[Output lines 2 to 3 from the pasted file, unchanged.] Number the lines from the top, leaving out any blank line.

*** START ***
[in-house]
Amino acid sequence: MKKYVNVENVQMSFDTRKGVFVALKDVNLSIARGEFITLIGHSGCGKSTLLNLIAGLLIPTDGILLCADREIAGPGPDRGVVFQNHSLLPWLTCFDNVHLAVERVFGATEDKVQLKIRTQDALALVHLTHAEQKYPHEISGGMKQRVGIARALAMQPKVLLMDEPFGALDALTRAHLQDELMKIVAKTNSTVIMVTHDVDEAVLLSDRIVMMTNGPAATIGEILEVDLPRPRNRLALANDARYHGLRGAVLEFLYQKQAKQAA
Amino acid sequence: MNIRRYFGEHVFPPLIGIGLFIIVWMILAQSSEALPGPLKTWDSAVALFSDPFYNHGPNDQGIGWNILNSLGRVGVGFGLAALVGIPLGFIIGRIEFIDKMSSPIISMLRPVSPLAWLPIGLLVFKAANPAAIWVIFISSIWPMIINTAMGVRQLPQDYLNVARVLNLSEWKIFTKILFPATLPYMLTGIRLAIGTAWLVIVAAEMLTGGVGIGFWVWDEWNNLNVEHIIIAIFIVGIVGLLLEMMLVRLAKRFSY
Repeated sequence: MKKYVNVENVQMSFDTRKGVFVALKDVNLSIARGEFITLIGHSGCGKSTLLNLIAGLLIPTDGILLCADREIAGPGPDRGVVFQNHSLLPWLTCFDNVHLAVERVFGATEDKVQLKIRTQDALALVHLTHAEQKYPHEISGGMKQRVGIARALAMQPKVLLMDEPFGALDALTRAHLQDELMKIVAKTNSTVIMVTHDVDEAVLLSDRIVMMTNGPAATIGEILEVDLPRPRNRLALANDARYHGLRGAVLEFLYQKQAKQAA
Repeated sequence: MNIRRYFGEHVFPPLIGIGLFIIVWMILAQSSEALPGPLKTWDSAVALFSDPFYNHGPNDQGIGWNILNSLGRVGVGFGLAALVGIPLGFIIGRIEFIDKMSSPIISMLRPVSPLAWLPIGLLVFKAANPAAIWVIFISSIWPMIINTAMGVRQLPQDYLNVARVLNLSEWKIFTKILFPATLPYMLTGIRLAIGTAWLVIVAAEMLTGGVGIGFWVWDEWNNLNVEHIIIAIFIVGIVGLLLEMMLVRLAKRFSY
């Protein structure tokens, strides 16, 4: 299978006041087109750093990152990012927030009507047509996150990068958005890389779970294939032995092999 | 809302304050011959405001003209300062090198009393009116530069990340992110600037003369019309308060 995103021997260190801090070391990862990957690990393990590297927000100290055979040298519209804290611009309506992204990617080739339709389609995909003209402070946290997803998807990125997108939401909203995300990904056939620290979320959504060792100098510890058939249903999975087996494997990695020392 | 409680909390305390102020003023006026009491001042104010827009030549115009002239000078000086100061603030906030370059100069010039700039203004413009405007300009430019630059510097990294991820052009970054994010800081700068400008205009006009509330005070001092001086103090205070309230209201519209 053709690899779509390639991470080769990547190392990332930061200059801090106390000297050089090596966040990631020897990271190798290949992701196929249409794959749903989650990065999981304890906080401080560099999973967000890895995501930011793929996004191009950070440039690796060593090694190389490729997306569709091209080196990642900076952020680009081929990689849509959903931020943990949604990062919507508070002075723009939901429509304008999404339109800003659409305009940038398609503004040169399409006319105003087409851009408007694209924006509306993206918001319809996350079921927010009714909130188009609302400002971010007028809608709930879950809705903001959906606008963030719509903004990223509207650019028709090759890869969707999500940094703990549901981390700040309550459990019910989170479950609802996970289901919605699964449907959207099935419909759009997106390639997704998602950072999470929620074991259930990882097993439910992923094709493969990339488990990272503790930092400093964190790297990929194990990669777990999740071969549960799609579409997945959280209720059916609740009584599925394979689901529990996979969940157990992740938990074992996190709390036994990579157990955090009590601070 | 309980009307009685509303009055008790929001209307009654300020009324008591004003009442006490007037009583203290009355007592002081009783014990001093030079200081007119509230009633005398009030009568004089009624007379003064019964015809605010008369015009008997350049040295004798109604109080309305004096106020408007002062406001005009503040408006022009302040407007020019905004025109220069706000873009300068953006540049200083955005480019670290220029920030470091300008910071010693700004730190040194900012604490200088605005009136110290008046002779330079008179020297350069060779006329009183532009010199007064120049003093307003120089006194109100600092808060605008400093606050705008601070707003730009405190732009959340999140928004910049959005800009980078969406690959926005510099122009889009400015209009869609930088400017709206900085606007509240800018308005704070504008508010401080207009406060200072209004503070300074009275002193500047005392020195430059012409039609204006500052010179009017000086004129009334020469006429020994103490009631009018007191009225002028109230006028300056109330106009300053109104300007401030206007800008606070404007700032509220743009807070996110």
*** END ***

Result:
Amino acid sequence: MKKYVNVENVQMSFDTRKGVFVALKDVNLSIARGEFITLIGHSGCGKSTLLNLIAGLLIPTDGILLCADREIAGPGPDRGVVFQNHSLLPWLTCFDNVHLAVERVFGATEDKVQLKIRTQDALALVHLTHAEQKYPHEISGGMKQRVGIARALAMQPKVLLMDEPFGALDALTRAHLQDELMKIVAKTNSTVIMVTHDVDEAVLLSDRIVMMTNGPAATIGEILEVDLPRPRNRLALANDARYHGLRGAVLEFLYQKQAKQAA
Amino acid sequence: MNIRRYFGEHVFPPLIGIGLFIIVWMILAQSSEALPGPLKTWDSAVALFSDPFYNHGPNDQGIGWNILNSLGRVGVGFGLAALVGIPLGFIIGRIEFIDKMSSPIISMLRPVSPLAWLPIGLLVFKAANPAAIWVIFISSIWPMIINTAMGVRQLPQDYLNVARVLNLSEWKIFTKILFPATLPYMLTGIRLAIGTAWLVIVAAEMLTGGVGIGFWVWDEWNNLNVEHIIIAIFIVGIVGLLLEMMLVRLAKRFSY